For any science to be useful, it must address two aspects—theory and practice. Even the best of theoretical knowledge is insufficient in itself to solve the problems of life. And if knowledge is not put into practice, it only serves the purpose of intellectual entertainment. The Bhagavad Gita is not content with providing a lofty philosophical understanding; it also describes clear-cut techniques for implementing its spiritual precepts for everyday life. These techniques of applying the science of spirituality in our lives are termed “Yog.” Hence, the Bhagavad Gita is also called “Yog Śhāstra,” meaning, the scripture that teaches the practice of Yog.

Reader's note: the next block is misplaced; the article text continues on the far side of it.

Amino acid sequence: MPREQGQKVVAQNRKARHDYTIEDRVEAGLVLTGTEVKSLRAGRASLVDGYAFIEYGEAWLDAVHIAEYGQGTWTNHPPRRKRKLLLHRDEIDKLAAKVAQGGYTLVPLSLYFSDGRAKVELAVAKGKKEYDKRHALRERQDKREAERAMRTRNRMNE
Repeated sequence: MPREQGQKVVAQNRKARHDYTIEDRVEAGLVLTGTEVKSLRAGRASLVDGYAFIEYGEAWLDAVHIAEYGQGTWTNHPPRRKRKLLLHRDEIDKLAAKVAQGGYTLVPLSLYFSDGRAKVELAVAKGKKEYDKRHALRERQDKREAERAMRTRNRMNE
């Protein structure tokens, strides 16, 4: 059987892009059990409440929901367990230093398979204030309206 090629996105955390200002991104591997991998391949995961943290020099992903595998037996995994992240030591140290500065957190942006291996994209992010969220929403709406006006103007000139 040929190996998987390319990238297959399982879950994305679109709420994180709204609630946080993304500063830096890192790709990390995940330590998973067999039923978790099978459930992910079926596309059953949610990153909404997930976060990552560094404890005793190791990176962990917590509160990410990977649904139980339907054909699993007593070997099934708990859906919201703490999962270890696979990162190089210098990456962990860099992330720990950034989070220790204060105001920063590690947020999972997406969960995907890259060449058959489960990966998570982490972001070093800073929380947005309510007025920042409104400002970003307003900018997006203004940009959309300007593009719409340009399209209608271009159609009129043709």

Inexperienced spiritual practitioners often separate spirituality from temporal life; some look on beatitude as something to be attained in the hereafter. But the Bhagavad Gita makes no such distinction, and aims at the consecration of every aspect of human life in this world itself. Thus, all its eighteen chapters are designated as different types of Yog because they deal with methodologies for the application of spiritual knowledge to practical life. These chapters also describe various systems of Yog, such as karm-yog, jñāna-yog, and bhakti-yog.